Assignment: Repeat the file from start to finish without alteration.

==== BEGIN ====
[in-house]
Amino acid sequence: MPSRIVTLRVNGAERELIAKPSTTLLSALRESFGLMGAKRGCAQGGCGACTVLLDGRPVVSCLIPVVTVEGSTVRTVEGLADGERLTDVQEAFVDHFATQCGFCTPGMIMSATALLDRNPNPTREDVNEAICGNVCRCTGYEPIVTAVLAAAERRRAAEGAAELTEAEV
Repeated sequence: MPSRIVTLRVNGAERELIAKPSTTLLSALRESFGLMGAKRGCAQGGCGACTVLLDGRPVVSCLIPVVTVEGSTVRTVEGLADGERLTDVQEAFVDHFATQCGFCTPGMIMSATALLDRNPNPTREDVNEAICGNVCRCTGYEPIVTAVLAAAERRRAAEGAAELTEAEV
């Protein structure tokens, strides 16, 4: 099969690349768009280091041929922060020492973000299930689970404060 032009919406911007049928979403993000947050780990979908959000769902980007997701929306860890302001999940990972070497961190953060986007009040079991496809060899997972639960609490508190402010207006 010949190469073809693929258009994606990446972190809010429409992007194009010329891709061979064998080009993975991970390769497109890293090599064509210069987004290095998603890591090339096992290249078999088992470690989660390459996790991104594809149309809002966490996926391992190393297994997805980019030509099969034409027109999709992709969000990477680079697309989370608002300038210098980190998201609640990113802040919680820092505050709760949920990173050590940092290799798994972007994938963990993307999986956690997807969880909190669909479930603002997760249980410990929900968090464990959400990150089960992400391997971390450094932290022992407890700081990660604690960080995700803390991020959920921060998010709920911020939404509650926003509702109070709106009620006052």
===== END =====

[in-house]
Amino acid sequence: MPSRIVTLRVNGAERELIAKPSTTLLSALRESFGLMGAKRGCAQGGCGACTVLLDGRPVVSCLIPVVTVEGSTVRTVEGLADGERLTDVQEAFVDHFATQCGFCTPGMIMSATALLDRNPNPTREDVNEAICGNVCRCTGYEPIVTAVLAAAERRRAAEGAAELTEAEV
Repeated sequence: MPSRIVTLRVNGAERELIAKPSTTLLSALRESFGLMGAKRGCAQGGCGACTVLLDGRPVVSCLIPVVTVEGSTVRTVEGLADGERLTDVQEAFVDHFATQCGFCTPGMIMSATALLDRNPNPTREDVNEAICGNVCRCTGYEPIVTAVLAAAERRRAAEGAAELTEAEV
């Protein structure tokens, strides 16, 4: 099969690349768009280091041929922060020492973000299930689970404060 032009919406911007049928979403993000947050780990979908959000769902980007997701929306860890302001999940990972070497961190953060986007009040079991496809060899997972639960609490508190402010207006 010949190469073809693929258009994606990446972190809010429409992007194009010329891709061979064998080009993975991970390769497109890293090599064509210069987004290095998603890591090339096992290249078999088992470690989660390459996790991104594809149309809002966490996926391992190393297994997805980019030509099969034409027109999709992709969000990477680079697309989370608002300038210098980190998201609640990113802040919680820092505050709760949920990173050590940092290799798994972007994938963990993307999986956690997807969880909190669909479930603002997760249980410990929900968090464990959400990150089960992400391997971390450094932290022992407890700081990660604690960080995700803390991020959920921060998010709920911020939404509650926003509702109070709106009620006052």